Jack Walker Published

Volunteer Firefighters Stage Unexpected Walkout In Kanawha County

A red fire truck that reads "Tyler Mountain Volunteer Fire Department" and "Engine 232" sits parked on asphalt, with its door open. No one is in the driver's seat, and the sky is bright but partially cloudy overhead.
Several volunteer firefighters unexpectedly walked off the job Monday, leaving their department with fewer first responders on standby.
Tyler Mountain Volunteer Fire Department

Several members of the Tyler Mountain Volunteer Fire Department (VFD) resigned during a departmental training session Monday.

The fire department said Monday that seven of its 25 volunteer firefighters left their positions. But other media outlets have since reported that 10 or more firefighters staged a joint walkout, allegedly due to concerns with the fire department’s leadership.

The sudden departure has left the community of Cross Lanes, which is serviced by the Tyler Mountain VFD, with fewer first responders on standby. The fire department is now reviewing applications for new recruits.

Meanwhile, officials within the fire department and Kanawha County at large are working to ensure that Tyler Mountain VFD’s coverage areas remain protected.

Preexisting mutual aid agreements allow neighboring fire departments to contribute to emergency response efforts in Cross Lanes, the Kanawha County Commission said in a Monday statement.

Kanawha County officials and 911 dispatchers will help coordinate response efforts in the Tyler Mountain VFD’s coverage area, the statement said. This could include contacting fire departments based in the communities of Dunbar, Institute, Nitro, Sissonville and St. Albans to respond to some emergencies in Cross Lanes.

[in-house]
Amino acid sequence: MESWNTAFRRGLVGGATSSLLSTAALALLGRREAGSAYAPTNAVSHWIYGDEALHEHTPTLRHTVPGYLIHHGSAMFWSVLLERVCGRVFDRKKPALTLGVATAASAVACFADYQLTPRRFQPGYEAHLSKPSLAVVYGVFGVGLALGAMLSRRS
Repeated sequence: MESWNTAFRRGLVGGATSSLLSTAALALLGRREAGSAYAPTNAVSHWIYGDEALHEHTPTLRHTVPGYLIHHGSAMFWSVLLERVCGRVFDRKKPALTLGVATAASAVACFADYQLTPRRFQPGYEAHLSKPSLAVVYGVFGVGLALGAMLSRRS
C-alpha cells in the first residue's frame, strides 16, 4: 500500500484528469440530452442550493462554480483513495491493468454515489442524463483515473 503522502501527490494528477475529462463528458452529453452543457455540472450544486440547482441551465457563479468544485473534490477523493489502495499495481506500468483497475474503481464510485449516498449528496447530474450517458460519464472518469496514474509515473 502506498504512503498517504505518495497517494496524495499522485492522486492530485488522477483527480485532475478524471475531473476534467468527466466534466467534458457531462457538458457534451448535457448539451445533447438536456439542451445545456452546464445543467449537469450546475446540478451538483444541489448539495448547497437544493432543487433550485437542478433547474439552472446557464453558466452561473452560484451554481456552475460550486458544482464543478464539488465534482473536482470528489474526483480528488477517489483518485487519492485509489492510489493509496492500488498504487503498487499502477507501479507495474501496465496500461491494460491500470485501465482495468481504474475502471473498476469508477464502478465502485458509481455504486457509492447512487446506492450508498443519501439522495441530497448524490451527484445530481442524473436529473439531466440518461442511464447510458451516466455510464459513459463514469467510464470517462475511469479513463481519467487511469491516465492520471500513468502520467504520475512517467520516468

Dunbar Fire Chief Jason Burger said mutual aid agreements between the Tyler Mountain VFD and surrounding fire departments are long standing, and have helped first responders access additional support as needed during emergency response efforts.

“We have had a mutual aid agreement with the Tyler Mountain Fire Department for quite a while,” he said. “If they need help on a call, they ask for us and we respond.”

A red brick building with large garage doors for fire trucks. An American flag stands in front of the building.
The Tyler Mountain Volunteer Fire Department has helmed emergency response efforts for the Kanawha County community of Cross Lanes since 1951.

Photo Credit: Tyler Mountain Volunteer Fire Department

Joe Stevens, public information officer for the Nitro Fire Department, said that the agreements make responding to emergencies in Cross Lanes familiar territory, and that the resignations do not pose an added burden to first responders in Nitro.

“This is nothing new,” he said.

Still, Burger said his department has minimal information on the nature of the walkout in Cross Lanes. He received word of the walkout Monday afternoon, but was not informed of the motivations behind it.

“I don’t have any insider information about what’s going on out there,” he said. “Hopefully whatever’s going on, cooler heads can prevail … because ultimately it’s the citizens that will suffer.”

The Tyler Mountain VFD did not respond directly to a request for an interview, but referred West Virginia Public Broadcasting to a departmental statement written Monday.

In that statement, James McDougle, president of the Tyler Mountain VFD board of directors, said that the fire department remains prepared to respond to local emergencies.

Likewise, Tyler Mountain Fire Chief Louie Robinson said his department is committed to continuing to serve the Cross Lanes community. He also thanked neighboring fire departments for their support.

The Tyler Mountain VFD will discuss the walkout during its regularly scheduled public meeting at 6 p.m. Wednesday, held at 5380 Big Tyler Road in Cross Lanes.

For more information, visit the Tyler Mountain VFD’s Facebook page.